In which G.M. Norton examines the history of the Hacking Jacket.
I was lucky enough to chance upon a hacking jacket, when I visited a vintage fair before Christmas.
I briefly shared my purchase with you but I thought it was deserving of its very own posting.
Made from a lovely tweed with greens and orange running throughout (and previously owned by a country gamekeeper no less), it really is a handsome thing to behold. Although I am yet to give the jacket its inaugural outing, it’s already one of my favourite items of clothing.
I love hacking jackets. The structured, elongated cut is a classic piece of tailoring, providing the wearer with a fitted silhouette.
The hacking jacket is believed to have been constructed in the 18th century, to meet the needs of the country gentleman.
When taking a ride on horseback across the country estate, Mr. Country Gentleman was in need of a jacket that allowed for freedom of movement in the saddle; easy access to his pockets; something warm and sturdy; and importantly, something which looked just the ticket when stood back on his own two feet. Always poised and ready to meet their client’s demands, the tailors of the day did just that and so, the Hacking Jacket was born.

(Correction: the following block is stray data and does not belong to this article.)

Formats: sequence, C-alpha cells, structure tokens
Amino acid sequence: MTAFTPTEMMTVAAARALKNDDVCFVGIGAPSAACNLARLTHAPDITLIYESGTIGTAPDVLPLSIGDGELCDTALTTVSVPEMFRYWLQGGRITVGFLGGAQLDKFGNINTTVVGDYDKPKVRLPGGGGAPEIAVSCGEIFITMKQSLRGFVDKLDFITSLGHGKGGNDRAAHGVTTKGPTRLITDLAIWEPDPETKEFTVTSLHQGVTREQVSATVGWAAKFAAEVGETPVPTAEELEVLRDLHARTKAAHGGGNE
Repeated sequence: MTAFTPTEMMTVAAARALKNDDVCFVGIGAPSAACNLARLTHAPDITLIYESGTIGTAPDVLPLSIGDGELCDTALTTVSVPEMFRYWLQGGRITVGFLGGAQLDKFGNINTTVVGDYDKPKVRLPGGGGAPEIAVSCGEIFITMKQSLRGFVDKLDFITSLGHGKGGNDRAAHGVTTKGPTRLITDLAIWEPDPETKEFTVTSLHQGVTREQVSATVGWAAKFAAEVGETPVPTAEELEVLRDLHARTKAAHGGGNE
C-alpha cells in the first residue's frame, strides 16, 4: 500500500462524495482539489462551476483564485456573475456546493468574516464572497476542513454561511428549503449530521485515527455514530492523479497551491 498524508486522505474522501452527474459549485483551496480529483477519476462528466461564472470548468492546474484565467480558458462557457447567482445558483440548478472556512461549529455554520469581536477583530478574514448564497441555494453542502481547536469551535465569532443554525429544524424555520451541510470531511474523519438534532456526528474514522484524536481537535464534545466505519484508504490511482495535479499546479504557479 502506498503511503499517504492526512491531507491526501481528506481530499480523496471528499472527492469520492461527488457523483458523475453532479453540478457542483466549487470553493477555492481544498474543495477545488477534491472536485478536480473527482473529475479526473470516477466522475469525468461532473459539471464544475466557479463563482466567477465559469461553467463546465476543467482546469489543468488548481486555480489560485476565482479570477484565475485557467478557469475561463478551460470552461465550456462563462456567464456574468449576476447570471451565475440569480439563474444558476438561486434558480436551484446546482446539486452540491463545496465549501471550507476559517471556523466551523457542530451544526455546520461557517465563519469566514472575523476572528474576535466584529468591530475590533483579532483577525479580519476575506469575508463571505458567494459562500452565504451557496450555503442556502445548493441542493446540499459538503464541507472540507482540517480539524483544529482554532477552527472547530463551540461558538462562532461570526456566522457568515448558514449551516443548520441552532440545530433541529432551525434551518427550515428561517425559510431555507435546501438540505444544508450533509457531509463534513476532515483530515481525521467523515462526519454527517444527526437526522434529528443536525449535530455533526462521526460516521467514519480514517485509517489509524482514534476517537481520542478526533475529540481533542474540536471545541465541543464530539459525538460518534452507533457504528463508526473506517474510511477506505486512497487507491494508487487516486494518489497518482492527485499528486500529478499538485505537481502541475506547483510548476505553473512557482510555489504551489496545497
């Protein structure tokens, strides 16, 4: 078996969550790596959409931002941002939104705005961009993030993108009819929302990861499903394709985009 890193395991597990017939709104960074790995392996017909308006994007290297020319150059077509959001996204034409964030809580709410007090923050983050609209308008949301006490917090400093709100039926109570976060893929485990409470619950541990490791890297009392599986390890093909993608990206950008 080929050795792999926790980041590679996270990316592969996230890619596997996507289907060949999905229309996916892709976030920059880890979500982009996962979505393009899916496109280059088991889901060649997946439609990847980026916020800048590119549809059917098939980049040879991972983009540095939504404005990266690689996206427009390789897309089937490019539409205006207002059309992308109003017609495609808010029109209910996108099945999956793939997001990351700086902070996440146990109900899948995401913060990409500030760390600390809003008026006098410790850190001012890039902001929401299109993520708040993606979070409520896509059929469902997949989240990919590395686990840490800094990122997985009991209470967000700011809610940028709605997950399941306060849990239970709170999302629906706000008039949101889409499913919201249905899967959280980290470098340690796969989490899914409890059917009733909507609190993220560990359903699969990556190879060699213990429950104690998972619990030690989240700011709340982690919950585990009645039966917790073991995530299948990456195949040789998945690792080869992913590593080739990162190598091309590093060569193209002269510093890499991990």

As always, the devil is in the detail and with the hacking jacket, the details are just divine.
For starters, there’s the Ghillie Collar - a strap with buttons at each end that fastens across the upturned collar. Very useful at keeping the icy wind at bay. Ingeniously, it buttons onto the back of the lapel when not in use…
Single-breasted with three-buttons - note the original leather buttons…
There’s a generous flap breast pocket. I like the shape of the flaps (known as scalloped flaps, I understand). Quite similar to the design found on military uniforms…
Three sleeve buttons…
Long centre vent so the jacket hangs correctly on horseback, plus an opening at the top which is presumably to aid arm movement…
Now for the surprise. The pockets...
Traditionally, hacking jackets have slanted pockets to allow the wearer easy access when on horseback. Interestingly, my jacket has straight patch pockets (with perhaps a very slight downwards slant, rather than upwards). Perhaps it was a stipulation from the original owner when the jacket was first constructed.
The jacket itself was manufactured by David Ripper & Son in Macclesfield, England. I’m led to believe that their items are extremely difficult to come by and are of exceptional quality, as my own purchase also suggests.
I feel extraordinarily lucky to have snaffled one that fits so snugly. A hacking jacket really should have pride of place in a gentleman’s wardrobe.
As I’m not of landed gentry stock, the line between stylish and slightly pretentious is as thin as cheese wire with garments like this.
I quite fancy teaming it with a nice waistcoat before treading the old tightrope.
Wish me luck!